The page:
The delightful Toni Jordan, award-winning author of Nine Days, Fall Girl and Addition, sheds light on the beginnings of her latest razor-sharp comedy about love and marriage—Our, Tiny Useless Hearts—from Anna Karenina to scribbling on the back of a boarding pass in the foothills of the Himalayas.
Anna Karenina was one of the many gaping holes in my reading life, mostly because I struggled with War and Peace. (The war bits. I loved the peace bits.) Then I went on a hiking holiday last year and finally read it and, of course, I adored everything about it. I know everyone talks about the ending (spoiler alert: the train dun it) but I loved the beginning. After the famous Happy families sentence, it says something like everything was in confusion because the wife had discovered the husband’s affair with the governess. And then Anna, who is the husband’s sister, comes over to try to calm everything down.
I just thought it was a killer way to start a story: the morning after the affair has been discovered, and the repercussions that has on everyone.
My main character, Janice, is actually the wife’s sister rather than the husband’s, and the idea of a governess didn’t quite work so I made that character, Martha, a teacher instead. Of course, there’s nothing remotely Tolstoyian about my style of writing—he uses substantially fewer genital jokes, for a start—but I tried to give a few other nods to him along the way.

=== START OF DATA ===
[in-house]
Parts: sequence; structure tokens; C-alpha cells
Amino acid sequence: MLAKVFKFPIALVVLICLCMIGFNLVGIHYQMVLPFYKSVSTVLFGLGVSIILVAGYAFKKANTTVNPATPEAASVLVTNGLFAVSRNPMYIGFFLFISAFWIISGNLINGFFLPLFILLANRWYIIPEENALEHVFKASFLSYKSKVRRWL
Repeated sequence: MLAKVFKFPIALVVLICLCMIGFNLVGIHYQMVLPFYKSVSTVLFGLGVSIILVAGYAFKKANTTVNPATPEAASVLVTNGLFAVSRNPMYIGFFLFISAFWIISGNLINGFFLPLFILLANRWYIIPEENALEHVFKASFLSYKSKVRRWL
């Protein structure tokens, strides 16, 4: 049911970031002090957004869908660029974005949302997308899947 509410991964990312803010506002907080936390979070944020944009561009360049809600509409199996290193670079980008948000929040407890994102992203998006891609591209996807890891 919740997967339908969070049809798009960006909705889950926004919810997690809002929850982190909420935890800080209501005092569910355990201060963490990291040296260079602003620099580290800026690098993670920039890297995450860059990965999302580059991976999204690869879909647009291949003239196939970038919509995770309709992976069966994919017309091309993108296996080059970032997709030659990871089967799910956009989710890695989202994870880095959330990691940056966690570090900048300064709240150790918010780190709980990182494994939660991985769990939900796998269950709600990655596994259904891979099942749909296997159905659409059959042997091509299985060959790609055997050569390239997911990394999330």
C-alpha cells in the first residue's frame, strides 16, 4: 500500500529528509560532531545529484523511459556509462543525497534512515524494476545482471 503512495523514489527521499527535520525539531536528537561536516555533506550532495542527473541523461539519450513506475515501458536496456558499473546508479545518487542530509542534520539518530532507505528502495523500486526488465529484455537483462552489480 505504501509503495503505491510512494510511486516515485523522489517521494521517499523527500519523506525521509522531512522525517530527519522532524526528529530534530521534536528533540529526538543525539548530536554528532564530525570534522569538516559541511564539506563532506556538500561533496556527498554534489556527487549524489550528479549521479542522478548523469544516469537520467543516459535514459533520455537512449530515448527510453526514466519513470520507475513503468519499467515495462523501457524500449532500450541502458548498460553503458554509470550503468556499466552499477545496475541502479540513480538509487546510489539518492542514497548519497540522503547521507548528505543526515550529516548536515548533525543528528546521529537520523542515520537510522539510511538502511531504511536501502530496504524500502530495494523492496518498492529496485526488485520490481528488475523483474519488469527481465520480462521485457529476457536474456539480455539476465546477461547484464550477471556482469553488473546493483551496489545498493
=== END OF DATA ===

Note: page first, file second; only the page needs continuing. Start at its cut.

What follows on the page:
For the rest of the hike, I turned the idea over in my mind. Some of the villages we stayed in loaned us solar lanterns, so I made a few more notes on some sheets of scrap paper. The main part of the story came to me in the middle of the night, in a tiny cabin in North India, in the foothills of the Himalayas. There was no electricity and it was freezing, but I scrambled out in the dark and found my head torch and sketched out the first few chapters on the back of a boarding pass.
I wrote most of the first chapter on a very long train trip down to Delhi, on my laptop in the top bunk of the sleeper cabin. I thought it had the makings of a classic bedroom farce, the kind where there’s one innocent person, and she tells one little white lie to try to get out of minor trouble, and then she has to tell a bigger lie to get out of the trouble that that causes, and before you know it, it’s mayhem. And it helps that sex is inherently funny. When you step back and look at it objectively, it’s utterly ridiculous: all that wriggling and panting and funny faces. And who doesn’t like to laugh? Everyone likes to laugh.